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# A comparison of the efficiencies of solar cells and solar panels

Extracts from this document...

Introduction

Leonore Cilliers - 0810                Leighton Park School - 51325

Physics Plan

Solar cells:

Below are diagrams to show how the solar cell will be set up to measure the power output.

The photovoltaic cell circuit will be set up as follows:

The experiment must be completed in complete darkness with the only incident light coming from the 150W light bulb, and the light bulb must be kept at a fixed height above the photovoltaic cell, to ensure a fair test. I will cover the experiment with a cardboard box to ensure that the only incident light comes from the 150W bulb connected to the 230V mains.

Procedure:

Once the above equipment and circuit has been set up, the voltage and current of the circuit can be measured. Vary the resistance of the resistor and record the voltage and current at each resistance.

Middle

0.809

2600

378

854

0.000378

0.854

2650

364

956

0.000364

0.956

2750

360

995

0.000360

0.995

2780

346

1114

0.000346

1.114

2890

340

1161

0.000340

1.161

2940

Calculating the power output of the photovoltaic cell:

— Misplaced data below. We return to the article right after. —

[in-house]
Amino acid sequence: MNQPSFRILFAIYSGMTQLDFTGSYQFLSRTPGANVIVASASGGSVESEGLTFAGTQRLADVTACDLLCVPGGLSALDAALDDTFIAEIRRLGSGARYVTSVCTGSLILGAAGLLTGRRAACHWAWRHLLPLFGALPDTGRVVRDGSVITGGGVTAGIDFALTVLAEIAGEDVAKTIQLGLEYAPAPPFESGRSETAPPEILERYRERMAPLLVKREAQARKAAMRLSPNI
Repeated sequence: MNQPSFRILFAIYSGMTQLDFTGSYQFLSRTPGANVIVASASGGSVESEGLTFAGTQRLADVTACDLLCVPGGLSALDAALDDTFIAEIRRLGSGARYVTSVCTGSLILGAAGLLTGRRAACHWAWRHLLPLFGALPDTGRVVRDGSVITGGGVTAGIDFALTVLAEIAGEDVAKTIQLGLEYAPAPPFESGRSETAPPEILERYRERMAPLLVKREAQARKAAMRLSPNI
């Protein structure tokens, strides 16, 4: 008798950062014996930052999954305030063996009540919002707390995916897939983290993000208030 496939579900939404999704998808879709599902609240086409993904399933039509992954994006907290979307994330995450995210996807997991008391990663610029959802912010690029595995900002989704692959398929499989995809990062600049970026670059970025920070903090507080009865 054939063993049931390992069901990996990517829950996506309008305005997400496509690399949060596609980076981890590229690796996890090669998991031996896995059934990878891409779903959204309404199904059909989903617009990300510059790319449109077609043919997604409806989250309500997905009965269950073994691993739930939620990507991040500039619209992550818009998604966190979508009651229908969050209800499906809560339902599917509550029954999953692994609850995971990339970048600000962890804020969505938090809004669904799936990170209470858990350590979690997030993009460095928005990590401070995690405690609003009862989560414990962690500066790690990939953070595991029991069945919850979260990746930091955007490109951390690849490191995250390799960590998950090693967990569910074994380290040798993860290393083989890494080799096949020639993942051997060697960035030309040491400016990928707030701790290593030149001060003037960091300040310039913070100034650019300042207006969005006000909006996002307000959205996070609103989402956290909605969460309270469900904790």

Power (W) = Current (A) x Voltage (V)

To measure the power output, plot a graph of voltage against 1/current and measure the gradient of the best fit line.

I used my preliminary results to draw a graph and to measure the power output.

Equation of graph:

y = 0.001x - 1.7657

Gradient  =  Power Output         =  0.001W

Calculating the power input of the photovoltaic cell:

To measure the power input, measure the irradiance (in Watts/m2) of the bulb with an irradiance meter. This measurement must be taken at the same fixed distance away from the bulb as the solar cell.

Then measure the dimensions of the solar cell in order to calculate the area of the solar cell.

The power input of the solar cell can then be calculated as follows:

Power (W) = Irradiance (Wm-2) x Area (m2)

Conclusion

Factors to be taken into account when comparing the two methods:

The input energy has to be identical if the experiments are being compared. Therefore, the bulb must be placed at the same fixed height above both experiments. The experiments must be conducted in complete darkness so that the only incident light during both experiments comes from the 150W bulb.

In the solar cell experiment not all incident light energy will be converted to electrical energy as some light may be reflected off the surface of the solar cell. In the solar panel experiment, some thermal energy from the water may be lost by conduction and radiation to the surroundings.

Bibliography:

Wikipedia - Solar Cell

http://en.wikipedia.org/wiki/Solar_cell

Intensity

http://www.glenbrook.k12.il.us/GBSSCI/PHYS/CLASS/sound/u11l2b.html

http://www.fiberoptix.com/technical/measuring-intensity.html

http://www.solaqua.com/daysolmet.html

of

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